Making Sense Of New Delhi’s Restrained Response To Bangladesh’s Anti-Hindu Violence

Making Sense Of New Delhi’s Restrained Response To Bangladesh’s Anti-Hindu Violence

The recent widespread anti-Hindu violence will not make any difference to the bilateral ties between India and Bangladesh, said Dinesh K Patnaik, Director General, Indian Council for Cultural Relations (ICCR), calling the recent events “small incidents”. At least five people have been killed and over 100 Hindu temples and religious sites, 180 shops, and homes belonging to the minority community have been vandalized or burned in several districts since last week. 

While the attacks drew condemnation--and in some cases protests--from across the world, including civil society in Bangladesh and India, fingers were also pointed to the Bangladesh authorities’ failure to protect Hindus, their properties and temples. Around nine percent of Bangladesh's 160 million people are Hindus.  

“Our diplomatic relations are very strong. Small incidents do not make a difference in a larger picture of diplomatic relations,” Patnaik was quoted as saying by ANI news agency. The leadership in both countries, he said, is mature enough to deal with the situation.

In India, especially in West Bengal--a state that shares boundary with Bangladesh - there were fierce protests. ISKCON society, a spiritual organization devoted to Lord Krishna, protested across the world, drawing attention to the repeated targeting of Hindus in Bangladesh. One of their temples was vandalized by Islamists and a 25-year devotee was also killed. 

The BJP, India’s main ruling party, is a principal opposition party in West Bengal. Needless to say, some of these protests were politically motivated keeping the domestic audience in mind. However, the response from the Indian government led by Prime Minister Narendra Modi, a known Hindu nationalist leader of the same party, was restrained,  keeping the good relations between the countries in mind. 

Arindam Bagchi, the spokesperson of the Ministry of External Affairs, termed the attacks “unfortunate” and said the Government of India noted the “prompt response” by the authority in Bangladesh to safeguard the minority there.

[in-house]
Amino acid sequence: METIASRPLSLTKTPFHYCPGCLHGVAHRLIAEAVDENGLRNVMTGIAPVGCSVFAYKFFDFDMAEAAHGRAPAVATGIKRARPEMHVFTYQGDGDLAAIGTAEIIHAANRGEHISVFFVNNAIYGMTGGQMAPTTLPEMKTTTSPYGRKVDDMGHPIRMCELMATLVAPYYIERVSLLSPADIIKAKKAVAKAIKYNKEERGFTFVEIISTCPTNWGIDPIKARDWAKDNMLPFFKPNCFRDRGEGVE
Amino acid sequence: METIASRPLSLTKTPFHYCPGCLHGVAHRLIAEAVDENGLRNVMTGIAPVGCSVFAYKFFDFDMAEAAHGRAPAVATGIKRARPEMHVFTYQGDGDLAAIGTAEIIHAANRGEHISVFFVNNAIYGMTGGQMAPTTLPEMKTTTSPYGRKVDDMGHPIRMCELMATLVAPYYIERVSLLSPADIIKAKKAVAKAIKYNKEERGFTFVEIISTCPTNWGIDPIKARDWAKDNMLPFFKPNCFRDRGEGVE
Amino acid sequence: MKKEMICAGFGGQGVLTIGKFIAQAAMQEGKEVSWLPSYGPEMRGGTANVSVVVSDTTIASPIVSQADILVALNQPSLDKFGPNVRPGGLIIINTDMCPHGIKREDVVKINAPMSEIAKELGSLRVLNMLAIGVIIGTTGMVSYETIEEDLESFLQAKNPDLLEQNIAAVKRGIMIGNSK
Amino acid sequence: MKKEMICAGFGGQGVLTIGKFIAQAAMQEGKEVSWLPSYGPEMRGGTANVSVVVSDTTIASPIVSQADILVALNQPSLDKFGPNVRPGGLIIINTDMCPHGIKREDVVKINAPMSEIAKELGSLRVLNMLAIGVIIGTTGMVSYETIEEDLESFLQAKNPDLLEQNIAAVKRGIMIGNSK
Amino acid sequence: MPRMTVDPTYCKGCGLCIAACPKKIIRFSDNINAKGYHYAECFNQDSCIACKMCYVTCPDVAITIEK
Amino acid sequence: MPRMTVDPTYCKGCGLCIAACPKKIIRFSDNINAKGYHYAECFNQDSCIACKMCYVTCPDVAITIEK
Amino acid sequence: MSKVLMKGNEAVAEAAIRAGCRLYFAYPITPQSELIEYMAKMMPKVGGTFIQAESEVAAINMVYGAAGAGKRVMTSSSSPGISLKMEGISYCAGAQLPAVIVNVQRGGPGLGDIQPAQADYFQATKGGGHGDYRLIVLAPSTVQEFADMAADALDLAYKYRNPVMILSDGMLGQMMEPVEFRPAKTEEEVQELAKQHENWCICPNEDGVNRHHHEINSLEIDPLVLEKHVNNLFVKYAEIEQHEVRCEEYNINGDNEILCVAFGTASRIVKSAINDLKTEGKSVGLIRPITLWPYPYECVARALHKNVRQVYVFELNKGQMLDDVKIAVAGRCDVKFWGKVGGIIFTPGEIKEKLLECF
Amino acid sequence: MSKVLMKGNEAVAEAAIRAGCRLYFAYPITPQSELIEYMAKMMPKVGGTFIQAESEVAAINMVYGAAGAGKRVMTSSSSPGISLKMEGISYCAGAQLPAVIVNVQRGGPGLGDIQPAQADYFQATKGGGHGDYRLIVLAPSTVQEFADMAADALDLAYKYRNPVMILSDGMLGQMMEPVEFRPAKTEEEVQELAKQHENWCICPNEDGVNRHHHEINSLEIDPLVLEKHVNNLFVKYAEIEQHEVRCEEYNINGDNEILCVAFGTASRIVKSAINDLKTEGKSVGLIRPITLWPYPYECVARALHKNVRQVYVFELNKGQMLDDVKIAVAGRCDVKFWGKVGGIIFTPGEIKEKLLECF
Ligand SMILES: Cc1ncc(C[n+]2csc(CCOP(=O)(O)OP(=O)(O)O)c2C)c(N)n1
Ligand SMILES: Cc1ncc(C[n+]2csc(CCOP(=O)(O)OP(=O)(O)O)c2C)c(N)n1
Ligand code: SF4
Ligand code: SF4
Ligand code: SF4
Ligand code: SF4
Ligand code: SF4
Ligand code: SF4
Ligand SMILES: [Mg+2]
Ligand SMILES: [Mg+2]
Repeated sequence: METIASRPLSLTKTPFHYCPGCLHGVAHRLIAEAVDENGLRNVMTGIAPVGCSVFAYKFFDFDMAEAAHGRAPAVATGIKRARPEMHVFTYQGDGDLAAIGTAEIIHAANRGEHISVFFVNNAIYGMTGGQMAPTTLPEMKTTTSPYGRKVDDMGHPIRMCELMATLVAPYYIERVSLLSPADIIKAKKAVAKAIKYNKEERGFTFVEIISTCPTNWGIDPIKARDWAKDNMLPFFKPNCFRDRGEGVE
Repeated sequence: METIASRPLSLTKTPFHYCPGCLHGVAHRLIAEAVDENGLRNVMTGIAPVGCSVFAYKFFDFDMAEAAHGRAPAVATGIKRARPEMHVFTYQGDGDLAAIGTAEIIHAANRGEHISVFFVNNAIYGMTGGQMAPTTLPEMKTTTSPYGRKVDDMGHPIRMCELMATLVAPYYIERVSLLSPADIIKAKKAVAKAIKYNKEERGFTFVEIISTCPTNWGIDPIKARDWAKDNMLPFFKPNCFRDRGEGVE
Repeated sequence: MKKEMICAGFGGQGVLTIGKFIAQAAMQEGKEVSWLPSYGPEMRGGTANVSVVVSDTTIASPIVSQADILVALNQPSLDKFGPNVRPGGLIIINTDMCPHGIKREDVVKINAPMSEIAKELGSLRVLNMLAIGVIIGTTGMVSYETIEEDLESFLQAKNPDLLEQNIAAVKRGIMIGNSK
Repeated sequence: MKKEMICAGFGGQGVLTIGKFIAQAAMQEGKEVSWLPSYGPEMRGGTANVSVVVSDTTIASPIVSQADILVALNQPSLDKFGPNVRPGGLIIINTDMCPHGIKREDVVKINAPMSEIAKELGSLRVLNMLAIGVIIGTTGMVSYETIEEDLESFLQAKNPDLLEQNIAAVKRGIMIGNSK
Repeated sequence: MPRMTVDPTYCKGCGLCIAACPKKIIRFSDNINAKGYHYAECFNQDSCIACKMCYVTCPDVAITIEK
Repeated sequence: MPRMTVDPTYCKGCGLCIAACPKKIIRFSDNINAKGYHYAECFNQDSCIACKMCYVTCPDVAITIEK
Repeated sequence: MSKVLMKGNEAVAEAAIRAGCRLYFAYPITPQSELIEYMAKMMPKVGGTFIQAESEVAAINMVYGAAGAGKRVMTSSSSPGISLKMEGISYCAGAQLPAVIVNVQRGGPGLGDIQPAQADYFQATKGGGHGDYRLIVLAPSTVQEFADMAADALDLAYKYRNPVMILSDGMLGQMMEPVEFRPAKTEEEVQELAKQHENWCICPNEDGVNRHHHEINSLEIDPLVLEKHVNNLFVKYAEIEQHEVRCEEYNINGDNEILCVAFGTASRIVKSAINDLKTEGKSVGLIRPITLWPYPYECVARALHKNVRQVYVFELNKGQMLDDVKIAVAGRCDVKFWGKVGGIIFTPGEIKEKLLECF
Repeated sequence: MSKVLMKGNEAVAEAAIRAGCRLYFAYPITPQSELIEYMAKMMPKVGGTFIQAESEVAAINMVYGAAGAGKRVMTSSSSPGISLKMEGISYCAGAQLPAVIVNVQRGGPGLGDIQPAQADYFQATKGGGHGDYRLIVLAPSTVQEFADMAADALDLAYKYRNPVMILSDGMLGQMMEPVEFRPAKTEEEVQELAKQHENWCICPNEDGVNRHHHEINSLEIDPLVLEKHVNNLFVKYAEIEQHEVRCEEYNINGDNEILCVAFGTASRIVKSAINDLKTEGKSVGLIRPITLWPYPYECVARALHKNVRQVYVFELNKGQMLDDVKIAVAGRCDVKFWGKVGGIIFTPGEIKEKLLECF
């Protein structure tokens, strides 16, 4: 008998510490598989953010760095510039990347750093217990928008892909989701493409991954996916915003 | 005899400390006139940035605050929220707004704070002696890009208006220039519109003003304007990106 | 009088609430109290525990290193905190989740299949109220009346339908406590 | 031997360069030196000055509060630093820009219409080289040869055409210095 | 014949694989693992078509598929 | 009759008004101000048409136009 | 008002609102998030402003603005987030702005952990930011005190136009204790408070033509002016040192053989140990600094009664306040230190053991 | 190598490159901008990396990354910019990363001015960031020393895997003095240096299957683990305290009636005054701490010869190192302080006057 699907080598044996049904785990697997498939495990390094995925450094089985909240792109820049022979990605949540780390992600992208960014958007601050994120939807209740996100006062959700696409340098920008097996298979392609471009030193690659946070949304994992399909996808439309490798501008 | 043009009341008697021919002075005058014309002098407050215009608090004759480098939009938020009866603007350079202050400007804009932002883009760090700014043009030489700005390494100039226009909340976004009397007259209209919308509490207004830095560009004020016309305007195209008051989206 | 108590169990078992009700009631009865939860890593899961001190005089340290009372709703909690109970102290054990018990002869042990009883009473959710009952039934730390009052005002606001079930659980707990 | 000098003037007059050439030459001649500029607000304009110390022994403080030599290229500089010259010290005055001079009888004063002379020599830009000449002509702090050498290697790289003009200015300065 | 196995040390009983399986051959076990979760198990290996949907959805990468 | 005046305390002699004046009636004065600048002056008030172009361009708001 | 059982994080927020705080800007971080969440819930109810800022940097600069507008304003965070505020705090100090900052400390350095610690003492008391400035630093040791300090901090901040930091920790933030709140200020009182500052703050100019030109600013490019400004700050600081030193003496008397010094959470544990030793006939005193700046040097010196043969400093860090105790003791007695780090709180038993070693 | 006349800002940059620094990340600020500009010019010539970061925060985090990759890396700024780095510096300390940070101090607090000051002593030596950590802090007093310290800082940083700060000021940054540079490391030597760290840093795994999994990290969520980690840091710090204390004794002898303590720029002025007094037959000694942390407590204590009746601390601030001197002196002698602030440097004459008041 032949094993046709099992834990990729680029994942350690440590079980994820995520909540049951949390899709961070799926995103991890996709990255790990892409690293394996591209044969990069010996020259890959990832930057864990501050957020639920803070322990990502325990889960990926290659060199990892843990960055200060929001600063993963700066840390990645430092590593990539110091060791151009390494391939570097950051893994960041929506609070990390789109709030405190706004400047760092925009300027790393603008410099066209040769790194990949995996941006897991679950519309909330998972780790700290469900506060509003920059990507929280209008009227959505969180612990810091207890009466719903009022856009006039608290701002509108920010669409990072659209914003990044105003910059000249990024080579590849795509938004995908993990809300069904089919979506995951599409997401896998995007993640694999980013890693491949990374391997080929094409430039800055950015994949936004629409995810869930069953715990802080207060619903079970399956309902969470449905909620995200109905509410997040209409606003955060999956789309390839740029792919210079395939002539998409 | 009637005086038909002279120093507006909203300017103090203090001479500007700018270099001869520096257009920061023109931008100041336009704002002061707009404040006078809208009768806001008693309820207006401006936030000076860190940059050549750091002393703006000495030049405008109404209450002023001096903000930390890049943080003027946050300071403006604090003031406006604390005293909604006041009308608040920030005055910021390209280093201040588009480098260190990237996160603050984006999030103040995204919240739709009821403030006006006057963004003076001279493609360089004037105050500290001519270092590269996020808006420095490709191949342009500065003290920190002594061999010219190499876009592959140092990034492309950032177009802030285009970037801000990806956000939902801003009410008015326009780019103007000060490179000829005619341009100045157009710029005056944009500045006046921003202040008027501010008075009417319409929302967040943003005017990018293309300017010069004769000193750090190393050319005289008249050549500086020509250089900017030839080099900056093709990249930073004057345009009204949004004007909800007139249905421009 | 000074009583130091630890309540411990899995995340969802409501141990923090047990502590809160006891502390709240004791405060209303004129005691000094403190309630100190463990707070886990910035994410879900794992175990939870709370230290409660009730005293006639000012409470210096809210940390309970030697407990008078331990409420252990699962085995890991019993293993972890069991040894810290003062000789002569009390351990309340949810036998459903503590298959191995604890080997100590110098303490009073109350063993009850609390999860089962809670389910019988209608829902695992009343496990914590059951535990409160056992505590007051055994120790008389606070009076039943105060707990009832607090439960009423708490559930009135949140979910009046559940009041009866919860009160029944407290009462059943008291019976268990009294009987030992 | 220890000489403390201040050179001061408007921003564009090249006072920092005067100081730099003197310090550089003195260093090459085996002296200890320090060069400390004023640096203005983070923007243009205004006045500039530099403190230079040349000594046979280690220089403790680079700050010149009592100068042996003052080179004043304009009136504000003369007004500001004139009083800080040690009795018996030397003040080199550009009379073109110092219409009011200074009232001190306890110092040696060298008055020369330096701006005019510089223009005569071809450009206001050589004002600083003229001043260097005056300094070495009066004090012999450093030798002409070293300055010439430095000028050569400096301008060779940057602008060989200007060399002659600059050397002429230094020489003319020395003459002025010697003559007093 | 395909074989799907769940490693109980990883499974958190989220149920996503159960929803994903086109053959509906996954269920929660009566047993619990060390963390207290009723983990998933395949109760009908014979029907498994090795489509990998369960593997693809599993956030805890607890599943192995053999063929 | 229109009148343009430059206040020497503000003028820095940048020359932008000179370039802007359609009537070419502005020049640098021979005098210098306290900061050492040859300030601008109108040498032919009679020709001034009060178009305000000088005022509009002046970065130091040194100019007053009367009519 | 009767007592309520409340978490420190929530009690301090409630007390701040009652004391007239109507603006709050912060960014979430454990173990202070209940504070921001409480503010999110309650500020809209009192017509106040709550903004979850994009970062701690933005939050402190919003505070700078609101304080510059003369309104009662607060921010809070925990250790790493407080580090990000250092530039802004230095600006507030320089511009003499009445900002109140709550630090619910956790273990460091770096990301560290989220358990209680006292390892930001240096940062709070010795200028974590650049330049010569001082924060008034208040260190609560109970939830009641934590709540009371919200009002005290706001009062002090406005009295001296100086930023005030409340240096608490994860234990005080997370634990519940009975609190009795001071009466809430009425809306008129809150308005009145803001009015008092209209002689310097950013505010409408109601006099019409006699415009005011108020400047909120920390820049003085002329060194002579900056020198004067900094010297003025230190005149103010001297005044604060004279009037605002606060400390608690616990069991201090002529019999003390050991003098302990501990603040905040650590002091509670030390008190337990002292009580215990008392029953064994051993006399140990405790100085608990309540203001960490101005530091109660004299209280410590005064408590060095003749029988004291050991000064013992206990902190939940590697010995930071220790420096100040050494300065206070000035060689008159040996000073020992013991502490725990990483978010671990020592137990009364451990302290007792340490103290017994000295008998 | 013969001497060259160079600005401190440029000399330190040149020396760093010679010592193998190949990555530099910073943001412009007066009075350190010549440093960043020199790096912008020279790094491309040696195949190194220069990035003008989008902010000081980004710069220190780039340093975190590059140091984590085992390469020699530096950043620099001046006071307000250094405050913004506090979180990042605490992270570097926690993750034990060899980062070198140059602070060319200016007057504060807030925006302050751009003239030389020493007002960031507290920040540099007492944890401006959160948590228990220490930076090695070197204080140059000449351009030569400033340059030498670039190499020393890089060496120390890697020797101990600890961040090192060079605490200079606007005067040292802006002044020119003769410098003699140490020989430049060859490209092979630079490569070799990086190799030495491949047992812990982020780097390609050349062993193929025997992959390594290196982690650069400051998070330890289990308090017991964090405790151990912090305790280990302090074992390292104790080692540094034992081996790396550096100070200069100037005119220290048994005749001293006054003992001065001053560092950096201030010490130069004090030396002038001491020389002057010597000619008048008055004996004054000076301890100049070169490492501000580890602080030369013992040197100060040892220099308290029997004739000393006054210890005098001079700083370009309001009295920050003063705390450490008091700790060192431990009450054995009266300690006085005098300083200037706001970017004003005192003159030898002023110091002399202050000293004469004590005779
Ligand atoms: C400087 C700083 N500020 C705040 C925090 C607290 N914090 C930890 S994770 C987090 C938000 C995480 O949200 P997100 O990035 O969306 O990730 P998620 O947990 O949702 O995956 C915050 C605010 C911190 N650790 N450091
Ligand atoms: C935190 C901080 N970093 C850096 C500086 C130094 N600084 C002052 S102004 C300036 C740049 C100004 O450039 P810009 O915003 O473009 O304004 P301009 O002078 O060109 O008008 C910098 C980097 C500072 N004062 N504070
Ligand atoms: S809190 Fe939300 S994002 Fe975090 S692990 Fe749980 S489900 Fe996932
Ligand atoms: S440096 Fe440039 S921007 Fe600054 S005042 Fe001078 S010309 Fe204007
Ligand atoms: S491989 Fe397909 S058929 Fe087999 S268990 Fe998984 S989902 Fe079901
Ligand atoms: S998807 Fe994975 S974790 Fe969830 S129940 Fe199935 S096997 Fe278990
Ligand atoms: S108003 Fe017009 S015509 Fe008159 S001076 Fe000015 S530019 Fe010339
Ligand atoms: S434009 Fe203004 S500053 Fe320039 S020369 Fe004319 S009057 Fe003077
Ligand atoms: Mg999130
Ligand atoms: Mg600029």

It must be noted here that the Hasina government did indeed quickly contain the situation. She also spoke to the representatives of the community, and warned those who vandalized temples and Puja pandals would be “hunted down”. The government made nearly 500 arrests and stepped up investigation in hundreds of cases.    

Despite requests from several groups in India, including those close to the BJP, the Indian government refrained from making any remark that could be seen as either critical of the Hasina government’s handling of the situation or pressure tactics. The Indian High Commission in Bangladesh was in constant touch with the representative of the community and law enforcement officials. 

The bilateral ties between India and Bangladesh are at their best--and the two countries are mindful of the fact. Once part of the undivided subcontinent, the two countries share a lot of common cultural linkages. However, these similarities don’t come without the baggage of contrasting majoritarian religious sensitivities--a product of the 1947 partition. 

While talking to the representatives of the Hindu community last week, Prime Minister Hasina didn’t forget to mention the aforementioned dilemma. “Nothing is done there [India] that affects our country [Bangladesh],” she hoped.  

There were fears among responsible leaders in both countries that retaliatory violence in India might precipitate a wider conflagration - something what the instigators being the targeted killings of Hindus in Kashmir or Bangladesh may just be looking for. 

Lastly, the lessons from our experiences with Sri Lankan Tamils and Nepali Madheshis aren’t yet lost on India. Going overboard while propagating the rights of specific groups in any foreign country just based on shared cultural or ethnic connections will ultimately result in the isolation and marginalization of the community itself.   

— Shraddha Nand Bhatnagar

(The writer is researcher-writer at South Asia Monitor)

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